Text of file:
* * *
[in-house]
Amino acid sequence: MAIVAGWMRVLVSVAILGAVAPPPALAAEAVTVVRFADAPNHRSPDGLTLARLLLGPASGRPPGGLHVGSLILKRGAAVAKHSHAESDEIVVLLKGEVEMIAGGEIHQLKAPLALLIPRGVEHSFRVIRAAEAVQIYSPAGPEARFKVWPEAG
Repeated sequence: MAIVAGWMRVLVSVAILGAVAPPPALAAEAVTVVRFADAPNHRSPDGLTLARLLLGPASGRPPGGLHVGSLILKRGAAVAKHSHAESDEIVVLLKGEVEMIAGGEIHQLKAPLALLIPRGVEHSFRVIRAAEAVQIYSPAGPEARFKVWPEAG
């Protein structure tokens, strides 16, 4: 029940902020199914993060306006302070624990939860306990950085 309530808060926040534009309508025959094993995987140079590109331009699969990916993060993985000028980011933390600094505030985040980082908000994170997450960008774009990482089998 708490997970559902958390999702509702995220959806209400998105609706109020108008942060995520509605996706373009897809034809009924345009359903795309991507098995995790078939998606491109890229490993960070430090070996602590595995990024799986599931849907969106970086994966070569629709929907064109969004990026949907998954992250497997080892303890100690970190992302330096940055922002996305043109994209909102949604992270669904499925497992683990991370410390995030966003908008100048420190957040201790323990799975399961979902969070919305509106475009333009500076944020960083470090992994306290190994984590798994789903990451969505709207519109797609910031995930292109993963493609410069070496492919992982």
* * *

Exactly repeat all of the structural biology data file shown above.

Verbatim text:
[in-house]
Amino acid sequence: MAIVAGWMRVLVSVAILGAVAPPPALAAEAVTVVRFADAPNHRSPDGLTLARLLLGPASGRPPGGLHVGSLILKRGAAVAKHSHAESDEIVVLLKGEVEMIAGGEIHQLKAPLALLIPRGVEHSFRVIRAAEAVQIYSPAGPEARFKVWPEAG
Repeated sequence: MAIVAGWMRVLVSVAILGAVAPPPALAAEAVTVVRFADAPNHRSPDGLTLARLLLGPASGRPPGGLHVGSLILKRGAAVAKHSHAESDEIVVLLKGEVEMIAGGEIHQLKAPLALLIPRGVEHSFRVIRAAEAVQIYSPAGPEARFKVWPEAG
């Protein structure tokens, strides 16, 4: 029940902020199914993060306006302070624990939860306990950085 309530808060926040534009309508025959094993995987140079590109331009699969990916993060993985000028980011933390600094505030985040980082908000994170997450960008774009990482089998 708490997970559902958390999702509702995220959806209400998105609706109020108008942060995520509605996706373009897809034809009924345009359903795309991507098995995790078939998606491109890229490993960070430090070996602590595995990024799986599931849907969106970086994966070569629709929907064109969004990026949907998954992250497997080892303890100690970190992302330096940055922002996305043109994209909102949604992270669904499925497992683990991370410390995030966003908008100048420190957040201790323990799975399961979902969070919305509106475009333009500076944020960083470090992994306290190994984590798994789903990451969505709207519109797609910031995930292109993963493609410069070496492919992982």